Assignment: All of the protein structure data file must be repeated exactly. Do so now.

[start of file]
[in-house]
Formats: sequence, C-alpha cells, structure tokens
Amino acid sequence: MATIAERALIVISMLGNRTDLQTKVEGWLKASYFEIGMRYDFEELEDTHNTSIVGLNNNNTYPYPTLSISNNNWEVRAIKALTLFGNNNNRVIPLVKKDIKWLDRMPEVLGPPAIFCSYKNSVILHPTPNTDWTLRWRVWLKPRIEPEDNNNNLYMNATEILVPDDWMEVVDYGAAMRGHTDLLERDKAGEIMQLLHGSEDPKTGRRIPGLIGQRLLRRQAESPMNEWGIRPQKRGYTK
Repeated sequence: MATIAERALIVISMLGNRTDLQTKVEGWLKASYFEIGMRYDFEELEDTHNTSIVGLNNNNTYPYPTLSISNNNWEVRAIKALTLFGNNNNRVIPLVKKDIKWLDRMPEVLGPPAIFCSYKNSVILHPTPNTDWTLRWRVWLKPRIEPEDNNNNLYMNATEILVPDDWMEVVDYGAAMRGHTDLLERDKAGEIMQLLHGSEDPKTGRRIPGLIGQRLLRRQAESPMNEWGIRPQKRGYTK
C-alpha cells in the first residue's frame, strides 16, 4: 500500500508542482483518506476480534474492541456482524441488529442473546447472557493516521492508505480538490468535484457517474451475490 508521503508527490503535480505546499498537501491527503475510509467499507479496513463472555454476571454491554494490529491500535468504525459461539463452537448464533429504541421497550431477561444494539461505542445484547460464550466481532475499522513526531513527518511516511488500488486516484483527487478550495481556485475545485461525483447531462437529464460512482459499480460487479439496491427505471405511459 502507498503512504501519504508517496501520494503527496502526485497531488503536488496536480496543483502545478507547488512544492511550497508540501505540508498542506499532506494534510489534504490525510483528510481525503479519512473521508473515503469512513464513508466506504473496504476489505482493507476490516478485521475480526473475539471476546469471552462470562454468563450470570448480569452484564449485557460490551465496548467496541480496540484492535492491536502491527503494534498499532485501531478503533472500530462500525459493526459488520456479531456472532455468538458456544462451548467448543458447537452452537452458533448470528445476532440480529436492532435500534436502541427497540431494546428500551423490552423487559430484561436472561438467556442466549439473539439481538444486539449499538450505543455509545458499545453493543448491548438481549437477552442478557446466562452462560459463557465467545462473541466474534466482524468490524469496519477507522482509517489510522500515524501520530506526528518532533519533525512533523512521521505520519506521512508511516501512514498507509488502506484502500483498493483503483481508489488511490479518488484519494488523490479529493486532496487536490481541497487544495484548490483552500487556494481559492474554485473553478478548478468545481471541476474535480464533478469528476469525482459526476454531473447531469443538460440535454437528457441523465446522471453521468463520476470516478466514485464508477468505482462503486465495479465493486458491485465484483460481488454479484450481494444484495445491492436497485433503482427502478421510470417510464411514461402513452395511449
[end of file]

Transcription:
[in-house]
Formats: sequence, C-alpha cells, structure tokens
Amino acid sequence: MATIAERALIVISMLGNRTDLQTKVEGWLKASYFEIGMRYDFEELEDTHNTSIVGLNNNNTYPYPTLSISNNNWEVRAIKALTLFGNNNNRVIPLVKKDIKWLDRMPEVLGPPAIFCSYKNSVILHPTPNTDWTLRWRVWLKPRIEPEDNNNNLYMNATEILVPDDWMEVVDYGAAMRGHTDLLERDKAGEIMQLLHGSEDPKTGRRIPGLIGQRLLRRQAESPMNEWGIRPQKRGYTK
Repeated sequence: MATIAERALIVISMLGNRTDLQTKVEGWLKASYFEIGMRYDFEELEDTHNTSIVGLNNNNTYPYPTLSISNNNWEVRAIKALTLFGNNNNRVIPLVKKDIKWLDRMPEVLGPPAIFCSYKNSVILHPTPNTDWTLRWRVWLKPRIEPEDNNNNLYMNATEILVPDDWMEVVDYGAAMRGHTDLLERDKAGEIMQLLHGSEDPKTGRRIPGLIGQRLLRRQAESPMNEWGIRPQKRGYTK
C-alpha cells in the first residue's frame, strides 16, 4: 500500500508542482483518506476480534474492541456482524441488529442473546447472557493516521492508505480538490468535484457517474451475490 508521503508527490503535480505546499498537501491527503475510509467499507479496513463472555454476571454491554494490529491500535468504525459461539463452537448464533429504541421497550431477561444494539461505542445484547460464550466481532475499522513526531513527518511516511488500488486516484483527487478550495481556485475545485461525483447531462437529464460512482459499480460487479439496491427505471405511459 502507498503512504501519504508517496501520494503527496502526485497531488503536488496536480496543483502545478507547488512544492511550497508540501505540508498542506499532506494534510489534504490525510483528510481525503479519512473521508473515503469512513464513508466506504473496504476489505482493507476490516478485521475480526473475539471476546469471552462470562454468563450470570448480569452484564449485557460490551465496548467496541480496540484492535492491536502491527503494534498499532485501531478503533472500530462500525459493526459488520456479531456472532455468538458456544462451548467448543458447537452452537452458533448470528445476532440480529436492532435500534436502541427497540431494546428500551423490552423487559430484561436472561438467556442466549439473539439481538444486539449499538450505543455509545458499545453493543448491548438481549437477552442478557446466562452462560459463557465467545462473541466474534466482524468490524469496519477507522482509517489510522500515524501520530506526528518532533519533525512533523512521521505520519506521512508511516501512514498507509488502506484502500483498493483503483481508489488511490479518488484519494488523490479529493486532496487536490481541497487544495484548490483552500487556494481559492474554485473553478478548478468545481471541476474535480464533478469528476469525482459526476454531473447531469443538460440535454437528457441523465446522471453521468463520476470516478466514485464508477468505482462503486465495479465493486458491485465484483460481488454479484450481494444484495445491492436497485433503482427502478421510470417510464411514461402513452395511449